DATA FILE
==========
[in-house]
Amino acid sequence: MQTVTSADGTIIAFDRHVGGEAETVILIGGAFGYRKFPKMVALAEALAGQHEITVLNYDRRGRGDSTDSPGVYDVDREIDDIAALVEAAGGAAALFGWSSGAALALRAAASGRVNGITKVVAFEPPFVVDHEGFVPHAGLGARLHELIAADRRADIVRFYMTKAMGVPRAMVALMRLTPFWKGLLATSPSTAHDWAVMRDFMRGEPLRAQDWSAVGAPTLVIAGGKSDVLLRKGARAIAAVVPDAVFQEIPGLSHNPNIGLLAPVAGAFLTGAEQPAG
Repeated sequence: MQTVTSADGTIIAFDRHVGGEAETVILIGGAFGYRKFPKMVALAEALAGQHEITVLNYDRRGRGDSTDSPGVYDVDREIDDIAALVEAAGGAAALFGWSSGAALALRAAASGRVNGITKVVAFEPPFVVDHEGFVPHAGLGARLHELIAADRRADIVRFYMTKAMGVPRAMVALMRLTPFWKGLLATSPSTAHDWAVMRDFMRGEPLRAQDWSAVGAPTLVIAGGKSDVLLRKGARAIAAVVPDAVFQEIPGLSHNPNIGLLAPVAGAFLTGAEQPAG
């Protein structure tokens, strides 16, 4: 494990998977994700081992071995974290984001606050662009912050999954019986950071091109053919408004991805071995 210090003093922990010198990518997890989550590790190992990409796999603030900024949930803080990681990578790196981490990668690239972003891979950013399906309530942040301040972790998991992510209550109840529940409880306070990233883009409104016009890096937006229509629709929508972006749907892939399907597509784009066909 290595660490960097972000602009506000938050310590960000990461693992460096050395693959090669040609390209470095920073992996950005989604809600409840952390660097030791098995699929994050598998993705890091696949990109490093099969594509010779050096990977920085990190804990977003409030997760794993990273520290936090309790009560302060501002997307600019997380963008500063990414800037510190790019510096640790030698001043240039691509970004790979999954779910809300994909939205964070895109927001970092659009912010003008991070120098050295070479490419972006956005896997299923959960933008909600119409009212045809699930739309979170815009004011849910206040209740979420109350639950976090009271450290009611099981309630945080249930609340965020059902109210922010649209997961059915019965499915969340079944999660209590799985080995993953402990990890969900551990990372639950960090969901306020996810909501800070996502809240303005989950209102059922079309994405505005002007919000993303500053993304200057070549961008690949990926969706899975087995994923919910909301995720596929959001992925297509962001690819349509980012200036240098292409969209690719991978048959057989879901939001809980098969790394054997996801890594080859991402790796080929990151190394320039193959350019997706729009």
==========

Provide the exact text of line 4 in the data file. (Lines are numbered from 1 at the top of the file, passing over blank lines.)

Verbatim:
């Protein structure tokens, strides 16, 4: 494990998977994700081992071995974290984001606050662009912050999954019986950071091109053919408004991805071995 210090003093922990010198990518997890989550590790190992990409796999603030900024949930803080990681990578790196981490990668690239972003891979950013399906309530942040301040972790998991992510209550109840529940409880306070990233883009409104016009890096937006229509629709929508972006749907892939399907597509784009066909 290595660490960097972000602009506000938050310590960000990461693992460096050395693959090669040609390209470095920073992996950005989604809600409840952390660097030791098995699929994050598998993705890091696949990109490093099969594509010779050096990977920085990190804990977003409030997760794993990273520290936090309790009560302060501002997307600019997380963008500063990414800037510190790019510096640790030698001043240039691509970004790979999954779910809300994909939205964070895109927001970092659009912010003008991070120098050295070479490419972006956005896997299923959960933008909600119409009212045809699930739309979170815009004011849910206040209740979420109350639950976090009271450290009611099981309630945080249930609340965020059902109210922010649209997961059915019965499915969340079944999660209590799985080995993953402990990890969900551990990372639950960090969901306020996810909501800070996502809240303005989950209102059922079309994405505005002007919000993303500053993304200057070549961008690949990926969706899975087995994923919910909301995720596929959001992925297509962001690819349509980012200036240098292409969209690719991978048959057989879901939001809980098969790394054997996801890594080859991402790796080929990151190394320039193959350019997706729009």